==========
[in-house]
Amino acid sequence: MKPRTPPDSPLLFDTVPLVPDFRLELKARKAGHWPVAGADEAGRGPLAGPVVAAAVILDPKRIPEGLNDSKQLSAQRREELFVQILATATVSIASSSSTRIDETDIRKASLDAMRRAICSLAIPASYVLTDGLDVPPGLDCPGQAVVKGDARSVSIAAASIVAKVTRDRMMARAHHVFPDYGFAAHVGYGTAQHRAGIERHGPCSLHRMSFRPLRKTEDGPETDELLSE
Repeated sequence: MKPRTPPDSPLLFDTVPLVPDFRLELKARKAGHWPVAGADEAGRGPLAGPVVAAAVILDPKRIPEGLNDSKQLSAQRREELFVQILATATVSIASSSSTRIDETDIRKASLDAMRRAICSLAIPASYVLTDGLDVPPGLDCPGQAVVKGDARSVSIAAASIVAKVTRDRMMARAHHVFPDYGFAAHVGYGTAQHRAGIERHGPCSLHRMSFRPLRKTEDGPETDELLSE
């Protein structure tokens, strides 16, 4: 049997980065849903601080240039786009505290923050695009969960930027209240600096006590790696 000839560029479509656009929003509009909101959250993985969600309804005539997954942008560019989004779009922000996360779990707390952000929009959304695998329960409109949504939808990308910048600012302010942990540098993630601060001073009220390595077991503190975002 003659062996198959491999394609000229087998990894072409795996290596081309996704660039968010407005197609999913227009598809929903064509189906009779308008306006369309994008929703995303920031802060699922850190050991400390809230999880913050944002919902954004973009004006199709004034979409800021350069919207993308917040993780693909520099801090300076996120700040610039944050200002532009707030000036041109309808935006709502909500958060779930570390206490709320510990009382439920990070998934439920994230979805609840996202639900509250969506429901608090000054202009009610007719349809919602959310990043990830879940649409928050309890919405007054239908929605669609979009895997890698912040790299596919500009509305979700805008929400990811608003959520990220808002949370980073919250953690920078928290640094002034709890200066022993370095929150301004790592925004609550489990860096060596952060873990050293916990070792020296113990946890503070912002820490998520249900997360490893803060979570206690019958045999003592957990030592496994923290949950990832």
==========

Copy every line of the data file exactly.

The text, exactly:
[in-house]
Amino acid sequence: MKPRTPPDSPLLFDTVPLVPDFRLELKARKAGHWPVAGADEAGRGPLAGPVVAAAVILDPKRIPEGLNDSKQLSAQRREELFVQILATATVSIASSSSTRIDETDIRKASLDAMRRAICSLAIPASYVLTDGLDVPPGLDCPGQAVVKGDARSVSIAAASIVAKVTRDRMMARAHHVFPDYGFAAHVGYGTAQHRAGIERHGPCSLHRMSFRPLRKTEDGPETDELLSE
Repeated sequence: MKPRTPPDSPLLFDTVPLVPDFRLELKARKAGHWPVAGADEAGRGPLAGPVVAAAVILDPKRIPEGLNDSKQLSAQRREELFVQILATATVSIASSSSTRIDETDIRKASLDAMRRAICSLAIPASYVLTDGLDVPPGLDCPGQAVVKGDARSVSIAAASIVAKVTRDRMMARAHHVFPDYGFAAHVGYGTAQHRAGIERHGPCSLHRMSFRPLRKTEDGPETDELLSE
């Protein structure tokens, strides 16, 4: 049997980065849903601080240039786009505290923050695009969960930027209240600096006590790696 000839560029479509656009929003509009909101959250993985969600309804005539997954942008560019989004779009922000996360779990707390952000929009959304695998329960409109949504939808990308910048600012302010942990540098993630601060001073009220390595077991503190975002 003659062996198959491999394609000229087998990894072409795996290596081309996704660039968010407005197609999913227009598809929903064509189906009779308008306006369309994008929703995303920031802060699922850190050991400390809230999880913050944002919902954004973009004006199709004034979409800021350069919207993308917040993780693909520099801090300076996120700040610039944050200002532009707030000036041109309808935006709502909500958060779930570390206490709320510990009382439920990070998934439920994230979805609840996202639900509250969506429901608090000054202009009610007719349809919602959310990043990830879940649409928050309890919405007054239908929605669609979009895997890698912040790299596919500009509305979700805008929400990811608003959520990220808002949370980073919250953690920078928290640094002034709890200066022993370095929150301004790592925004609550489990860096060596952060873990050293916990070792020296113990946890503070912002820490998520249900997360490893803060979570206690019958045999003592957990030592496994923290949950990832």